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Hack 67. Manage Word Documents from Access

Tap into the Word object library to copy Access data directly into a Word document.

As is the case with all Microsoft Office products, Word has a significant number of exposed objects and methods to work with, and becoming familiar with a decent number of these is a challenge worth undertaking.

This hack creates a procedure that places data from Access into a table in a Word document. The concepts here also apply to other Word manipulations. Perhaps this will be your springboard into a new avenue of Office development.

7.10.1. Hooking into Word

In an Access code module, we're going to place a routine to work with an existing Word document. To make this a little easier, we'll set a reference to Word's object library. We'll do this inside the Access VB Editor, using the Tools References menu and the References dialog box, as shown in Figure 7-42. Note that your version number of the Word library might differ, so use whatever you have.

Figure 7-42. Setting a reference to the Word object library

7.10.2. The Code

The next thing to do is enter the code. This must go into an Access code module:

Sub Access_to_Word()
Dim conn As ADODB.Connection
Set conn = CurrentProject.Connection
Dim recset As ADODB.Recordset
Set recset = New ADODB.Recordset
Dim row_num As Integer
Dim col_num As Integer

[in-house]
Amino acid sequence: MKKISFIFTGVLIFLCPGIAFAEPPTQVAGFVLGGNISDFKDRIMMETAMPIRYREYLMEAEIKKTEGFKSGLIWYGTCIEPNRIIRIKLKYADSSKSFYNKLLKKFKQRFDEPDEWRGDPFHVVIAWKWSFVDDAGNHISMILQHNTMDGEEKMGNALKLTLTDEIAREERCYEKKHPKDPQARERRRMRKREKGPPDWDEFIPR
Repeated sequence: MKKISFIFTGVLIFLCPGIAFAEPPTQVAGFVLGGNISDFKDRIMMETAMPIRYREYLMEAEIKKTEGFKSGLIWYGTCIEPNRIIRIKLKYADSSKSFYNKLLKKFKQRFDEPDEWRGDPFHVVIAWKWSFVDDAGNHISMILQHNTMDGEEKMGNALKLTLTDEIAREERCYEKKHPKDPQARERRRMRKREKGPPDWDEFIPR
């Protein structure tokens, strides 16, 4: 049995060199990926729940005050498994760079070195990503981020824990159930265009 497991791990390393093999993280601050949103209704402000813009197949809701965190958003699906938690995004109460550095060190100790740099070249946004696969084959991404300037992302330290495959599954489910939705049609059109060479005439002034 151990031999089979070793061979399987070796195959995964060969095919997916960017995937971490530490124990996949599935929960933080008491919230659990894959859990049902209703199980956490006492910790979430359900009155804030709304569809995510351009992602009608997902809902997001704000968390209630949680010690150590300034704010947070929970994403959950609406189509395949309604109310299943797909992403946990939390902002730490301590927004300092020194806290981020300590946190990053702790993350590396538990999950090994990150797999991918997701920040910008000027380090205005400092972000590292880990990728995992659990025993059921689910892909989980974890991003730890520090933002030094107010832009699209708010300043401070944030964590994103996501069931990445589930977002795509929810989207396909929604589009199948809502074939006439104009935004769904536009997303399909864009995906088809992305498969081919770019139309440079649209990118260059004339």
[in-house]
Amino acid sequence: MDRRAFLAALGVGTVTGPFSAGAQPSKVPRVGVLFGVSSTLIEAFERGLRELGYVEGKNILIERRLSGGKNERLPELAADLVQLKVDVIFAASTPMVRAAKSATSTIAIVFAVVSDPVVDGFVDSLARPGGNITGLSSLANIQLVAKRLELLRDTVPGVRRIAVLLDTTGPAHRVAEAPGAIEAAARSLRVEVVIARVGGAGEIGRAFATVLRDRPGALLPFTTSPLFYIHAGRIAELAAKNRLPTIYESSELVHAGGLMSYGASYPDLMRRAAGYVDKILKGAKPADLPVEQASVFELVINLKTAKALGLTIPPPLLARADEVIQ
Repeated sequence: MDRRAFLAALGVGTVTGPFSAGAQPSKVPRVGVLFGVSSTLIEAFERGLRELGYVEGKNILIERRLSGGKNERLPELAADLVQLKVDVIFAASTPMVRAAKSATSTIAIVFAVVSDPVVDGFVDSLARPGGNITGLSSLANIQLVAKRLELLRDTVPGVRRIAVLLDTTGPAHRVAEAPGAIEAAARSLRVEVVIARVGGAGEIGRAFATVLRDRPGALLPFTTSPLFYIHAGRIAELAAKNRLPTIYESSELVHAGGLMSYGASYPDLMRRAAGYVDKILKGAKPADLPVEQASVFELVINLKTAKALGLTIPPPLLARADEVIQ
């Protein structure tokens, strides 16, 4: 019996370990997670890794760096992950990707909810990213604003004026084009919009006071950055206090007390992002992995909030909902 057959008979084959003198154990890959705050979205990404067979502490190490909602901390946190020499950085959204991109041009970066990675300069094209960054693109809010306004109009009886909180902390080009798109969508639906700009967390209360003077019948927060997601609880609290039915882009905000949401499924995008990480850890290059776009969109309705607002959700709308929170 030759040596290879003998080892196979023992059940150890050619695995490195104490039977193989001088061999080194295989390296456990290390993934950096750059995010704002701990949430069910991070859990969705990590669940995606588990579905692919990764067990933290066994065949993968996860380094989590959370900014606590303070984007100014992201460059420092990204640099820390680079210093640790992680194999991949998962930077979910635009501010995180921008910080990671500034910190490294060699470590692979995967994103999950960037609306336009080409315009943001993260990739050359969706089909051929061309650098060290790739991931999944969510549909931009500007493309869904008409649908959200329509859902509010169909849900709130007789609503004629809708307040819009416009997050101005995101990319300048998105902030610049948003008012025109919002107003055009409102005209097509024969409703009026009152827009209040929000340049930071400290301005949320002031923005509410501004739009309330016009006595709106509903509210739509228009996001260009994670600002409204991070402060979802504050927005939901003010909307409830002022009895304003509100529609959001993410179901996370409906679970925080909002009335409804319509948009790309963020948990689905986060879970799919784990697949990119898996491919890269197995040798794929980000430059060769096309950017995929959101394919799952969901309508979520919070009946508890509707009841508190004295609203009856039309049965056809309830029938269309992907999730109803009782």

Dim word_doc As Object
'Assumes Word doc is in same path - change name and path as needed
Set word_doc = GetObject(Application.CurrentProject.Path & "\Customers.doc")

'get data from Access table
recset.Open "Select * From Customers Where State='OR'", _
   conn, adOpenKeyset, adLockOptimistic
'get the record count - used to create Word Table

With word_doc
'navigate to Word bookmark and create table
'the number of table rows matches the recordset row count
'the number of table columns matches the number of recordset fields
.Tables.Add Range:=Selection.Range, _ 
         NumRows:=recset.RecordCount, NumColumns:=recset.Fields.Count 
    For row_num = 1 To recset.RecordCount 
      For col_num = 1 To recset.Fields.Count 
        .Tables(.Tables.Count).Cell(row_num, col_num).
        Select Selection.TypeText recset.Fields(col_num - 1)
      Next col_num
    'next database record
    Next row_num
  End With
  Set recset = Nothing
  Set word_doc = Nothing
  MsgBox "done"
  End Sub

Here are some highlights of this code:

  • The Access data is gathered into a recordset.

  • The GetObject function is referenced to the existing Word document. Note that this example assumes the database and the document are in the same directory. Also, the name of the document is hardcoded, but you can change this as necessary.

  • The document has a preestablished bookmark named Customers. This is used as a guide to where to create the table.

  • A Word table is created, and its row and column dimensions match those of the recordset. This ensures the new Word table is exactly the correct size to house the data.

  • The Word table is populated cell by cell by looping through the recordset. An outer loop cycles through the recordset rows, and in each row an inner loop cycles through each field.

7.10.3. The Data Has Landed Intact

After running this code, the document has a table with the data, as shown in Figure 7-43. Note that there is no connection back to Access; the data is just essentially part of the Word document.

Note that this simplistic example assumes a number of things: the bookmark exists, there is no existing table, and the Access table isn't too large in terms of rows and fields to make the Word table too densely packed.

Nonetheless, this hack serves as a brief introduction to tapping into Word objects. Because the reference has been set to the library, you can now use the Object Browser in Access to review Word's objects.

Figure 7-43. The Access data in a Word table

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